A Look into SWEWP, Harris County’s New Program and a DWI Case that Touches on Plea Bargains
SWEWP is the new program in Harris County program, short for Sheriffs Weekend Work Program. In this program you are sentenced to jail time and a TDL suspension, but instead of actually going to jail you are allowed to do a weekend community service work program instead. In this program you get 3 for 1 credit. For example, if you get sentenced to 30 days in jail, you will need to work 10 days.
For this SWEWP program, the judge must first approve, you fill out a contract which has all of your work details. You are instructed that you have to work every Saturday and Sunday (from 7am – 3pm) until your sentence is complete. You go in front of the judge, plead guilty, the judge sentences you, and then you go to the SWEWP window at 49 San Jacinto for further instructions. This is a great option for individuals who do not want to do probation or go to jail. It is not automatic however; every judge is different as to what types of cases they will accept SWEWP plea bargains on.
DWI Case and Plea Bargains
Today I went to court with an individual who was being charged with Driving While Intoxicated (DWI). We have been working on this DWI case for many months, gathering all of the documents, evidence, etc. Many times it is in a person’s best interest to fight the case and go to trial. Many times, if you go to trial and lose you will get probation on a 1st time DWI. If you plead guilty to the DWI, the typical plea bargain is probation as well. So why would you plea guilty and guarantee yourself a conviction when you can at least have a chance at trial?
Why do People Take Plea Bargains
Most people decide to take plea bargains for a multitude of reasons –
- They don’t want to go to trial because they feel like they are going to lose
- They don’t want to risk getting a worse punishment
- They don’t want to pay for trial
- Their lawyer convinces them not to go to trial, etc, etc
In my client’s DWI case he was afraid of going to trial because he was not a citizen, and he was scared of possible consequences if he went to jail, and he also wanted to accept responsibility. In Harris County, a typical plea bargain is either 1 year probation (with no driver’s license suspension), or 30 days in jail (which is 2 for 1 credit, so 15 days, with a 1 year TDL suspension). That’s typical, but not always the case, a couple of judges allow fines only, its court specific.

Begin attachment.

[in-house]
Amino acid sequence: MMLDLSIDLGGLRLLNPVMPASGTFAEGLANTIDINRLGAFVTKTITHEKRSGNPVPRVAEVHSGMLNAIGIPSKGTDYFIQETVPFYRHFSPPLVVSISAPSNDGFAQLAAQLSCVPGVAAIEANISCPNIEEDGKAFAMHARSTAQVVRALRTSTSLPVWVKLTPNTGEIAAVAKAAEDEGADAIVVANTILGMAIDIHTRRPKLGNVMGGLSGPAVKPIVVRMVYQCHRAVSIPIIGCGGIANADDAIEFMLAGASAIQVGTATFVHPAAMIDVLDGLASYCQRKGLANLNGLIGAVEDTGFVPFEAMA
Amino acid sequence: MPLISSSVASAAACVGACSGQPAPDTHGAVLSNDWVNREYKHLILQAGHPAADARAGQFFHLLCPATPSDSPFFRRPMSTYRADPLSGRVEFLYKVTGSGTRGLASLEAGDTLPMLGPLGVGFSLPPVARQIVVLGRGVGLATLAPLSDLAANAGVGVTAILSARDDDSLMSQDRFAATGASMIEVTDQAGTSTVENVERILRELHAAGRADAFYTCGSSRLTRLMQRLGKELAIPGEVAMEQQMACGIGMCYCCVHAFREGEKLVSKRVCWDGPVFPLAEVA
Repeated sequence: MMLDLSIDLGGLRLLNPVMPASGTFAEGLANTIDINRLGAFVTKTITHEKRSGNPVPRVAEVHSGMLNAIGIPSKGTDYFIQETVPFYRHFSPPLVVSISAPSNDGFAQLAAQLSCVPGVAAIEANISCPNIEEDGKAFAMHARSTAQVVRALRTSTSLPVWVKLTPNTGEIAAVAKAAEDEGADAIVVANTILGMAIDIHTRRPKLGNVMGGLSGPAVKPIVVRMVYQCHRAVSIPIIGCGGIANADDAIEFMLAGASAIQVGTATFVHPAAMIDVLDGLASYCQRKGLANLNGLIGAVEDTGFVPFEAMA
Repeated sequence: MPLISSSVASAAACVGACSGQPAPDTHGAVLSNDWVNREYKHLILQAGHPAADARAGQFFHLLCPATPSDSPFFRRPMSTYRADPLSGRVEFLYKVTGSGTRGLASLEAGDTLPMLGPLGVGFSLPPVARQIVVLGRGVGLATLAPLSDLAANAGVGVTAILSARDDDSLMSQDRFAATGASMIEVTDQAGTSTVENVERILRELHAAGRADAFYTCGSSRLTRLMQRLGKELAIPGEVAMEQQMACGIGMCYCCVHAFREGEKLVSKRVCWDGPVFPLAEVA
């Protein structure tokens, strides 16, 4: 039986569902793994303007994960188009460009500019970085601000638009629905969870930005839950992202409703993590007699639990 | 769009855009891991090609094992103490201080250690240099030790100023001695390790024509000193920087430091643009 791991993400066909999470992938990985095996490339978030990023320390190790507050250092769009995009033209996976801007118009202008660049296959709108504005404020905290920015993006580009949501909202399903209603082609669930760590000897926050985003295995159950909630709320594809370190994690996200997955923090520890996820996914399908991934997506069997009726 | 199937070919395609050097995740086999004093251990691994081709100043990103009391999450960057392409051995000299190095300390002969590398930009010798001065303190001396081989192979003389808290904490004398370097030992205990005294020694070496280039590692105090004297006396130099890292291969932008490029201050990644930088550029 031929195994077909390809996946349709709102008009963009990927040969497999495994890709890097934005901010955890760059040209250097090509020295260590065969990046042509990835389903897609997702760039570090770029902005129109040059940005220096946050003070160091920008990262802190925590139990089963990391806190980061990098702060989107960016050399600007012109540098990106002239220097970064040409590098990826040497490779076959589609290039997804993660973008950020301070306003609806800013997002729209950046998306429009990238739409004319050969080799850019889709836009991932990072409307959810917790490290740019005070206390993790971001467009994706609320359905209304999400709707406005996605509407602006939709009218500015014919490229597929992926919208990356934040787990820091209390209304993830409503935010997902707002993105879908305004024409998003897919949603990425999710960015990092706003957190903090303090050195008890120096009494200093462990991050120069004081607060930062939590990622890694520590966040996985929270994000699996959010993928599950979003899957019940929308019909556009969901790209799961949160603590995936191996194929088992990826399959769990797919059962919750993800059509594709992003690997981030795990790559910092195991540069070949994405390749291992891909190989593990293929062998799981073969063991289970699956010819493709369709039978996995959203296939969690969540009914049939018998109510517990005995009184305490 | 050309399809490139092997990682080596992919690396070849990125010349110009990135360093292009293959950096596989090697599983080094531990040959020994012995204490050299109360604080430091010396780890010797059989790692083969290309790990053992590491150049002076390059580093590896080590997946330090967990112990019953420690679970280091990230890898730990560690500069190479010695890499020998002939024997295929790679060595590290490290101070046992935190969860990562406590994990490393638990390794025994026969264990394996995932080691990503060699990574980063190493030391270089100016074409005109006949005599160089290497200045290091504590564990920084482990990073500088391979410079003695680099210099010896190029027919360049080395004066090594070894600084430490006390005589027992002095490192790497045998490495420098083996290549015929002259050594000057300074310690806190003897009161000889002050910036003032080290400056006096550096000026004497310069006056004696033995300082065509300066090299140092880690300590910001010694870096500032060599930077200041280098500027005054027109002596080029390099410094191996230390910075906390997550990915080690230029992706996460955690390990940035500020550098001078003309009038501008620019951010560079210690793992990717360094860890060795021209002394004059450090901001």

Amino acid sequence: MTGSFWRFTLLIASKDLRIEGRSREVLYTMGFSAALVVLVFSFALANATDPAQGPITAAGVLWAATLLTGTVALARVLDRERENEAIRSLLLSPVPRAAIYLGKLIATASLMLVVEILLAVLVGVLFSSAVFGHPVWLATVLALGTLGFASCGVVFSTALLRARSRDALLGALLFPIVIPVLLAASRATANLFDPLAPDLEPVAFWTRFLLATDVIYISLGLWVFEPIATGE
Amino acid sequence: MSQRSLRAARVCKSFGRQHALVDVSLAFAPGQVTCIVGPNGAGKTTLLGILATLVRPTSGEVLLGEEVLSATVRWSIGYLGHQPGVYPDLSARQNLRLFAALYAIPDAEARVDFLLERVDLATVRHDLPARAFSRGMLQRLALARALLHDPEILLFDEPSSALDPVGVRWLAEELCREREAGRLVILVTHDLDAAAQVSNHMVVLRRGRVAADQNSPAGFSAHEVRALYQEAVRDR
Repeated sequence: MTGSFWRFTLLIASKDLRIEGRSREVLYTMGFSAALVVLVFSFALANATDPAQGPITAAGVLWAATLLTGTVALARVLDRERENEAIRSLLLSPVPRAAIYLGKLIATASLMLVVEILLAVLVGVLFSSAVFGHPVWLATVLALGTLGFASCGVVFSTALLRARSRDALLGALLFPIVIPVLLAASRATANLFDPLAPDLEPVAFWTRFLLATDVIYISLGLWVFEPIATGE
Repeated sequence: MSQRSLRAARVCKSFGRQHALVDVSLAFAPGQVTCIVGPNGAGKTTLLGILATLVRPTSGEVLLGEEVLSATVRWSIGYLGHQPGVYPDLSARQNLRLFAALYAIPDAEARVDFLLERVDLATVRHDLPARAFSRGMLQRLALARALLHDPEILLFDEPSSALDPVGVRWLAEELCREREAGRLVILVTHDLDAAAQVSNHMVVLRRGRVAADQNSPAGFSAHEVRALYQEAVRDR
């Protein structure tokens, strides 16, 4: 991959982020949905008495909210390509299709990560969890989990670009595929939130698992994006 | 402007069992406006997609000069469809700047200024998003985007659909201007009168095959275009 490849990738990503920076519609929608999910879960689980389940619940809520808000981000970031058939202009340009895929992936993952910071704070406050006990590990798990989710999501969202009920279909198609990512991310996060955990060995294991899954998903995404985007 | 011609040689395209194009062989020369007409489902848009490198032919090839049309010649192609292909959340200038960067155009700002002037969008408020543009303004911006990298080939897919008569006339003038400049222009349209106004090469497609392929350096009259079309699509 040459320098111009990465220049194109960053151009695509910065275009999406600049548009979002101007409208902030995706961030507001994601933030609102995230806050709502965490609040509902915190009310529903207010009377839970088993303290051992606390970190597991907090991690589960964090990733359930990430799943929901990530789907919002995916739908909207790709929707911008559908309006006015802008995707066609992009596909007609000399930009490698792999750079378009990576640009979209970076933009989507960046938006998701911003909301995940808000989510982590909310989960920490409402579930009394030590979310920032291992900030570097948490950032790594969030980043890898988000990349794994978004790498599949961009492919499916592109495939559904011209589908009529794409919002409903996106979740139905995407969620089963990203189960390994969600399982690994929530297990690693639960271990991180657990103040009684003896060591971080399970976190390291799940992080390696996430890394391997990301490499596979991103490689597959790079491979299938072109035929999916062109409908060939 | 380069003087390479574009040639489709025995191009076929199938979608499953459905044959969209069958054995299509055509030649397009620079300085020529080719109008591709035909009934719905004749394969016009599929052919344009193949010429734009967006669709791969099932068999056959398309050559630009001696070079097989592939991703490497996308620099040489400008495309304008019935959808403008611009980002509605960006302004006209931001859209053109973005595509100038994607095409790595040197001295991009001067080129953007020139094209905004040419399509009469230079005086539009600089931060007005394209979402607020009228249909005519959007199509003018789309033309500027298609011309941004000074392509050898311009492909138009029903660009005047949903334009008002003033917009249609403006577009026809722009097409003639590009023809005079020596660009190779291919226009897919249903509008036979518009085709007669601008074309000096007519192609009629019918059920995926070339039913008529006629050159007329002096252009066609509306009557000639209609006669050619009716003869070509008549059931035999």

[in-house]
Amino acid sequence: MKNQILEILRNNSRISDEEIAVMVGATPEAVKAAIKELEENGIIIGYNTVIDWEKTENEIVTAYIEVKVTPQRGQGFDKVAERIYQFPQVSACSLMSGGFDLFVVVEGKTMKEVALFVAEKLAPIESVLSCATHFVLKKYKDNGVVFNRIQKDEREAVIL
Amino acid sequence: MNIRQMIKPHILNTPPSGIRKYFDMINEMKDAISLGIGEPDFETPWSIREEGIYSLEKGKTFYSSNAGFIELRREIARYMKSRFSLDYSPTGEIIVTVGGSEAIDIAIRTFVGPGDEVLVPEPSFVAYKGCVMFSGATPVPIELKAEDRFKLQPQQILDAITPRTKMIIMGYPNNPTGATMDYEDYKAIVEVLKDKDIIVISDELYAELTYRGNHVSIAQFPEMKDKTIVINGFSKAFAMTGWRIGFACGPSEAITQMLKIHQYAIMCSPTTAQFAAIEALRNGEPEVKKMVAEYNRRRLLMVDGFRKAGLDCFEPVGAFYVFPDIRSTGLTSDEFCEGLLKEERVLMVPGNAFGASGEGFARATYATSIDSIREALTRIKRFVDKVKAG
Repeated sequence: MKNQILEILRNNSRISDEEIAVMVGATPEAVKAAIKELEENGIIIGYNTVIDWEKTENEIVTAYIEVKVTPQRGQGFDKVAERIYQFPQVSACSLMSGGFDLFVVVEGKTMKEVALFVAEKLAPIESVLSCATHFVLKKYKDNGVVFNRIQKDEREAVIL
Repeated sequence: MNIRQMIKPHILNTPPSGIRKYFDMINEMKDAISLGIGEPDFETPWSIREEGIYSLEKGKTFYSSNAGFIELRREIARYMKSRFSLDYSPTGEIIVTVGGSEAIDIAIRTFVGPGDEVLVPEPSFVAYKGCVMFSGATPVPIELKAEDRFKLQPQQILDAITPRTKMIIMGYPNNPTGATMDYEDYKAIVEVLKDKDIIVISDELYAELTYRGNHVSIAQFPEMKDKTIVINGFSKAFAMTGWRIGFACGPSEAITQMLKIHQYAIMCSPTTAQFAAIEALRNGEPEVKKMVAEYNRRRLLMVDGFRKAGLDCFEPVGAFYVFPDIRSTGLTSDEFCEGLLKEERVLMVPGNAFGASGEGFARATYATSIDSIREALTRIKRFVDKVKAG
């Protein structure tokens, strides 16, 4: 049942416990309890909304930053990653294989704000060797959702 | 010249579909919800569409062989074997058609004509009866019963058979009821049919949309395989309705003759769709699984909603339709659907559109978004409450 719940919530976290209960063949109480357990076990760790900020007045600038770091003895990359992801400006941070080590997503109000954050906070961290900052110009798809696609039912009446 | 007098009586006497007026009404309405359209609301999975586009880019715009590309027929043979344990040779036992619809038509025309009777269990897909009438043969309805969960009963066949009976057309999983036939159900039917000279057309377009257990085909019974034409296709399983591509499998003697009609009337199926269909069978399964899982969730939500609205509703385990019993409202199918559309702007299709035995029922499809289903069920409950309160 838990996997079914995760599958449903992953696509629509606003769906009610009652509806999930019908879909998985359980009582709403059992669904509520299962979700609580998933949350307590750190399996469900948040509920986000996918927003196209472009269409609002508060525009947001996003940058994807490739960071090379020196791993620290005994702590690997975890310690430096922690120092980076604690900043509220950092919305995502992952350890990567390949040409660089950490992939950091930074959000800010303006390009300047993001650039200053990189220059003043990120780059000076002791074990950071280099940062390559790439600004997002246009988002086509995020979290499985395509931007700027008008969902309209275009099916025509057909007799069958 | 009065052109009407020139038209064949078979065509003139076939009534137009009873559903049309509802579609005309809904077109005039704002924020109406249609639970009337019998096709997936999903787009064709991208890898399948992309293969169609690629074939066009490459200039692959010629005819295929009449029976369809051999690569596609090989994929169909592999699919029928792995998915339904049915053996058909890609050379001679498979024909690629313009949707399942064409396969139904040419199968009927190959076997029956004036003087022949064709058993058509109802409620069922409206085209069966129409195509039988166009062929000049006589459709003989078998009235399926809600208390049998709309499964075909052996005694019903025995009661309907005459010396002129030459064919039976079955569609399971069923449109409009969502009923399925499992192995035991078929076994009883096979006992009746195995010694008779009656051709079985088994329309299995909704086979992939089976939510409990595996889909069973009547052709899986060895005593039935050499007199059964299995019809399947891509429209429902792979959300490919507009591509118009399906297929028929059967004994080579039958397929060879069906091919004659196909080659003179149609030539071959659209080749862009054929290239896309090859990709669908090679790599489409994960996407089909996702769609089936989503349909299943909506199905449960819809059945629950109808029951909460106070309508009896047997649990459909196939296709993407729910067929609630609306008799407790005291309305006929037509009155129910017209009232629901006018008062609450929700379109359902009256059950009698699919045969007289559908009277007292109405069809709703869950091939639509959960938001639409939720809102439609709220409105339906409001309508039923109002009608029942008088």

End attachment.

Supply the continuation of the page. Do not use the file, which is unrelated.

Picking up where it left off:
- DWI – Client Entered SWEWP Program
- PCS – Reset
Hit and Run / Failure to Stop and Give Information Reset for our Client
Went to court today on a hit and run case. The facts of the hit and run case do not make much sense. My client is accused of not leaving her information at the time of the accident.
The case is confusing, I am going to have to spend some time investigating this one. First of all, the complainants are saying that the accident was not their fault (they hit my client from behind, their insurance already paid for my clients car, their insurance already settled with my clients personal injury lawyer). It was obviously their fault, so I don’t know where that comes from. Police reports were made days later, it’s a big “he said she said” on who left first. We will see what happens with that. We ended up getting a reset on the hit and run case, we need to get proof of certain items for the next setting.